|n.||1.||(Law) the life estate which a husband has in the lands of his deceased wife, which by the common law takes effect where he has had issue by her, born alive, and capable of inheriting the lands.|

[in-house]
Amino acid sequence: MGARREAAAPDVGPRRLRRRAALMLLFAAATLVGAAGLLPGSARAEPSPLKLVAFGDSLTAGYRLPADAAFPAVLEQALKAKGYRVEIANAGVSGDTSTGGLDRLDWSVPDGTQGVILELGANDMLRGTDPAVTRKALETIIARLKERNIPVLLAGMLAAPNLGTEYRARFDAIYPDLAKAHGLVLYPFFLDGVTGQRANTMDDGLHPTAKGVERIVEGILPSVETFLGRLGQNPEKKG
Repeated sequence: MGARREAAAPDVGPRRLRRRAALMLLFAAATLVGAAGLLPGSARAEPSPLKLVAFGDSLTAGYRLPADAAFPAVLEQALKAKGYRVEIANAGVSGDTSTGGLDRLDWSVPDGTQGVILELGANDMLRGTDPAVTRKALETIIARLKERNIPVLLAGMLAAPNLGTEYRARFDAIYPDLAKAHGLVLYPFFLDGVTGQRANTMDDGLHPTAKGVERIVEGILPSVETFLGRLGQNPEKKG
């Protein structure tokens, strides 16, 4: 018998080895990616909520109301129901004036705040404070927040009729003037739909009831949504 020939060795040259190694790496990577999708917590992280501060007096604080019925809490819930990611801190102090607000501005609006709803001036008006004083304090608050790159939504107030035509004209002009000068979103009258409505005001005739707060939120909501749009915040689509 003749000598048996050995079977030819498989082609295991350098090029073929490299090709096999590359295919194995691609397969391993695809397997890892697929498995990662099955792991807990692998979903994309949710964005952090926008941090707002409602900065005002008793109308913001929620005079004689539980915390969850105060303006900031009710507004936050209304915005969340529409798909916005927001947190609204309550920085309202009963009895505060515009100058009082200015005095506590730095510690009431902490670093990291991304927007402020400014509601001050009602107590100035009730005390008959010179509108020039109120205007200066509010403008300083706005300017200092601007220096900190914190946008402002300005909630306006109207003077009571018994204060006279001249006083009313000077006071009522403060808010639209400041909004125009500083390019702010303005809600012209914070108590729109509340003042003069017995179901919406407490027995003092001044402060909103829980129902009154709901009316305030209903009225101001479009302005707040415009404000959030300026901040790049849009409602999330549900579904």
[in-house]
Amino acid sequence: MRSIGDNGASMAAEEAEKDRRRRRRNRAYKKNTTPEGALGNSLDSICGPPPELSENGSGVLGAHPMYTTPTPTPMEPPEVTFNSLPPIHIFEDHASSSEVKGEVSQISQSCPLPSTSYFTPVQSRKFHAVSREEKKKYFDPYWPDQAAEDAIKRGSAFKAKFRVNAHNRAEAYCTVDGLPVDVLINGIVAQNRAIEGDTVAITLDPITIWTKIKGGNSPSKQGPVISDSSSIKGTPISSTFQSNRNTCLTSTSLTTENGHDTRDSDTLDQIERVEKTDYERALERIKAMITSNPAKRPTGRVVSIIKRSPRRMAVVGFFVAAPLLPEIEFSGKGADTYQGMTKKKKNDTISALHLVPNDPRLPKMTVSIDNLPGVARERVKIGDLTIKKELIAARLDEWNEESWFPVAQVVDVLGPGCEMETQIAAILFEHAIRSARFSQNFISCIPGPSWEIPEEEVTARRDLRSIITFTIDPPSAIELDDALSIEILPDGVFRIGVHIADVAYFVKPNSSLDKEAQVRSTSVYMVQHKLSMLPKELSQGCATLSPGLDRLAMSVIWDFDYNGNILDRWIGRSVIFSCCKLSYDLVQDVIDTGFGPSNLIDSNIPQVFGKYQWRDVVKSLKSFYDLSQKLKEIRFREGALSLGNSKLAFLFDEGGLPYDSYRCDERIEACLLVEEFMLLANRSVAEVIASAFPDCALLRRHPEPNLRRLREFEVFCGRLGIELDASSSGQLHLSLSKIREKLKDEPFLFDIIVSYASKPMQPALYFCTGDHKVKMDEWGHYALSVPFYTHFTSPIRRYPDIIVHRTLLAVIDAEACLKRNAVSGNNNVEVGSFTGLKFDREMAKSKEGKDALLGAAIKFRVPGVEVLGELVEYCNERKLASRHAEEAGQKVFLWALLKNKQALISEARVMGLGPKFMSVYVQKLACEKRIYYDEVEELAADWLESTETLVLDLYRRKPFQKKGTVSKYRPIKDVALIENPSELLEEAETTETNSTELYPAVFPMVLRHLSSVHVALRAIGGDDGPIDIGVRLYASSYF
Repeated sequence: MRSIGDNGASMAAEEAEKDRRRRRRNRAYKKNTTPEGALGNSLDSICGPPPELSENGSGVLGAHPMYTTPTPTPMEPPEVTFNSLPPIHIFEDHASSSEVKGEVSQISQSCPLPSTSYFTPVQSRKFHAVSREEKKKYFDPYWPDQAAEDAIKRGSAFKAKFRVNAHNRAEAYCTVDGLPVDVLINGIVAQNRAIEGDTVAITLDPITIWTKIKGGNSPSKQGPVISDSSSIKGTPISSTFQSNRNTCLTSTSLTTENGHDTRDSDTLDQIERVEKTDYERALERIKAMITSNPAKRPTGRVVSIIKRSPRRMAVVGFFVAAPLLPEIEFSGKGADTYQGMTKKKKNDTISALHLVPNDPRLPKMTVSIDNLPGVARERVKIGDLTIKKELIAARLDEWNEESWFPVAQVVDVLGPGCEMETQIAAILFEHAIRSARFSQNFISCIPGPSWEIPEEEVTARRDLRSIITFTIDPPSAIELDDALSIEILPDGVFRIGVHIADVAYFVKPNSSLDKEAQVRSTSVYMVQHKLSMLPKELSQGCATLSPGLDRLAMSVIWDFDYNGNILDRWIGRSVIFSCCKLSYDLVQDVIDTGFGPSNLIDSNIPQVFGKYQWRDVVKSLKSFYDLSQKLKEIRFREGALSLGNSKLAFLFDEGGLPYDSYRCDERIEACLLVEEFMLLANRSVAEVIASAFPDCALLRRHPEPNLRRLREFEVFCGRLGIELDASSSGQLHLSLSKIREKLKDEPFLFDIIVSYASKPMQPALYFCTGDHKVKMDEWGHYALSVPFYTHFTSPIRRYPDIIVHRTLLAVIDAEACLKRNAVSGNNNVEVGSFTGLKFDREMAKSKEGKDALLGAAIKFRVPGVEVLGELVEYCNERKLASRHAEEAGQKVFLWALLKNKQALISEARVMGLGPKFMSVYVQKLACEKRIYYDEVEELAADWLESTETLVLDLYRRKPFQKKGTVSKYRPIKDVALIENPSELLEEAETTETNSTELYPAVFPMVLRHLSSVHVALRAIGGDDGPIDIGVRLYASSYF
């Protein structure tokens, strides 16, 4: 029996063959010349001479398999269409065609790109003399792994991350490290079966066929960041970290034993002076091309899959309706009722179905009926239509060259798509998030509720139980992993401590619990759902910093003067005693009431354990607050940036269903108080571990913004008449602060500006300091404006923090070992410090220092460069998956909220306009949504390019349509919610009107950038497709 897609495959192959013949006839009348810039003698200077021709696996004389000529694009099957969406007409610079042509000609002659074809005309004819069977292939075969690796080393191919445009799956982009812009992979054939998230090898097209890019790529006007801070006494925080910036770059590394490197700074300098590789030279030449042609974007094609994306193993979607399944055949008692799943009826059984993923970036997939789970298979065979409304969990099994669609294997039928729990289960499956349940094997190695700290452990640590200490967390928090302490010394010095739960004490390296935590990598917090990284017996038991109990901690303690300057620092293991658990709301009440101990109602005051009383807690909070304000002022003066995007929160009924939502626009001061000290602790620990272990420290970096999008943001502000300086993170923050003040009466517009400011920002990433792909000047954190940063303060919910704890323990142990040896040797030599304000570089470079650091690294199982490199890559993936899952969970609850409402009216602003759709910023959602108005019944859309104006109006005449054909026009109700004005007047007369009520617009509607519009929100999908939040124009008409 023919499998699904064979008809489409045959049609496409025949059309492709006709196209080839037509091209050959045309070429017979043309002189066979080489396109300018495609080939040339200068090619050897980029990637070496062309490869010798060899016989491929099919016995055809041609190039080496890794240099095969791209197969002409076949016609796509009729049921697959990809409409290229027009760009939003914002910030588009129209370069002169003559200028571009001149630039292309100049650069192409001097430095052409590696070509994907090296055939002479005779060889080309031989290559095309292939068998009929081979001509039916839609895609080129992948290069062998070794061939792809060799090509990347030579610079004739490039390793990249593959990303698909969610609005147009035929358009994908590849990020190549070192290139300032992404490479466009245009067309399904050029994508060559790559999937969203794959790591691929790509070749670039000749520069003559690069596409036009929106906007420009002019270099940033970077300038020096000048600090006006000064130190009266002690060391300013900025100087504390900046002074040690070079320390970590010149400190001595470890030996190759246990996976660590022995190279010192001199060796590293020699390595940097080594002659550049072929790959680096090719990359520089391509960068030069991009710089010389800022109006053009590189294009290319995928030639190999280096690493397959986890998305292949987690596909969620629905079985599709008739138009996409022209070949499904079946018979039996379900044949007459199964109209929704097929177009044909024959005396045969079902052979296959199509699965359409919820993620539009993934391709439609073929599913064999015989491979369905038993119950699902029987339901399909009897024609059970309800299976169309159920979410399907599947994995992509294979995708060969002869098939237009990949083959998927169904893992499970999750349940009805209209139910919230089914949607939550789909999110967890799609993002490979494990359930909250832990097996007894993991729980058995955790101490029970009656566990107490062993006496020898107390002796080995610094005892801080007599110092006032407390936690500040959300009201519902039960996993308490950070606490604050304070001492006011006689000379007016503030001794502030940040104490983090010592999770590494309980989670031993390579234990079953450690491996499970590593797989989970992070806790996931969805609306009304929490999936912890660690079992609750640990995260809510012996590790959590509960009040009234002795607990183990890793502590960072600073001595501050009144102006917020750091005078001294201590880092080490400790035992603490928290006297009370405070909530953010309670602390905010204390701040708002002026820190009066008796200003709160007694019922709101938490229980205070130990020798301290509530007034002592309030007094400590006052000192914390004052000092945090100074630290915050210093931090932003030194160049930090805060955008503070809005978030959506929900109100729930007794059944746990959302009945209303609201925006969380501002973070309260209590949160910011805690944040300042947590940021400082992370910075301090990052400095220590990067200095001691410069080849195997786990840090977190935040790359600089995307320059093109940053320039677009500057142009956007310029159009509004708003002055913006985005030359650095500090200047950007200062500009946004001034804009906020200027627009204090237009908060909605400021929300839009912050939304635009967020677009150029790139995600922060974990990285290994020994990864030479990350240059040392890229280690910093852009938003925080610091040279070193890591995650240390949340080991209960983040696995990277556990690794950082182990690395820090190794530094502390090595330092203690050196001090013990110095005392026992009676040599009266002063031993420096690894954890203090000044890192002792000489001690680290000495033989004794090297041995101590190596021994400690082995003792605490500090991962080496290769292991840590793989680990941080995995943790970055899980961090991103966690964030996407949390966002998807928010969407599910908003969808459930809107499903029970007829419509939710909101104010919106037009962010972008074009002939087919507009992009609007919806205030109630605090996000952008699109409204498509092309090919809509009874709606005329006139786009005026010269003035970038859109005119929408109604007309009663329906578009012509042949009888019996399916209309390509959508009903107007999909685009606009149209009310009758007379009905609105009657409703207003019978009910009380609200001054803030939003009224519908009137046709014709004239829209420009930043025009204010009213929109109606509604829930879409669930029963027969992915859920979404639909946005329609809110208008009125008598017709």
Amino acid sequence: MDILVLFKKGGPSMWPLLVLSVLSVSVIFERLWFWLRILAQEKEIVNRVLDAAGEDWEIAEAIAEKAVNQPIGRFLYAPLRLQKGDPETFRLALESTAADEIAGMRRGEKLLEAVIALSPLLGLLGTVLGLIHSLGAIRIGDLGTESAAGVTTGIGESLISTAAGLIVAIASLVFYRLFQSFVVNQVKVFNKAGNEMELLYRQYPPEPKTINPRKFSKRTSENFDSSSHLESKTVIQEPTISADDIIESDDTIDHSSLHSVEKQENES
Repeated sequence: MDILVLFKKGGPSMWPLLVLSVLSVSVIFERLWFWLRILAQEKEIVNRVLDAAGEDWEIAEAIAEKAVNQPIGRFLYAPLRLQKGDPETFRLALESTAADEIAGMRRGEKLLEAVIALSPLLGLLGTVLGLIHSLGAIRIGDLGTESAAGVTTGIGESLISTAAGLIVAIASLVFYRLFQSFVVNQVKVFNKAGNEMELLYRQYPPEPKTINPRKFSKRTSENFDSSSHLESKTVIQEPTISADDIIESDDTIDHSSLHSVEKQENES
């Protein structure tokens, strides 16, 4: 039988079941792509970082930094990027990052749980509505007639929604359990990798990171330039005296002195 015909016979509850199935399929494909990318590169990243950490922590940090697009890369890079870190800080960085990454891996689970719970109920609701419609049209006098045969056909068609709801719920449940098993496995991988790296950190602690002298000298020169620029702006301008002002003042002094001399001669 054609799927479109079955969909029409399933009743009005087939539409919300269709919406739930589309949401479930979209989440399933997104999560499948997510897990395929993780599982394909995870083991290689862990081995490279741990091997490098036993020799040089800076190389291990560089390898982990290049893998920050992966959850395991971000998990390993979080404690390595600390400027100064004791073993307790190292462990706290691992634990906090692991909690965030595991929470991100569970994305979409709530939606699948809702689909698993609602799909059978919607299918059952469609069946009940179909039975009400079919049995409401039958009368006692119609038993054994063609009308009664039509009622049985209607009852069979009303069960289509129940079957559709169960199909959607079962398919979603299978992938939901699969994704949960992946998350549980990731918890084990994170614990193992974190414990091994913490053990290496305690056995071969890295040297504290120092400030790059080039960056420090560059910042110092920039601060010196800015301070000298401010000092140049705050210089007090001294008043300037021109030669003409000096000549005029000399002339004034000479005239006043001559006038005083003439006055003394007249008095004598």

CURTESY, or COURTESY, Scotch law. A life-rent given by law to the surviving husband, of all his wife's heritage of which she died intest, if there was a child of the marriage born alive. The child born of the marriage must be the mother's heir. If she had a child by a former marriage, who is to succeed to her estate, the husband has no right to the curtesy while such child is alive; so that the curtesy is due to the husband rather as father to the heir, than as husband to an heiress, conformable to the Roman law, which gives to the father the usufruct of what the child succeeds to by the mother. Ersk. Pr. L. Scot. B. 2, t. 9, s. 30. Vide Estate by the curtesy.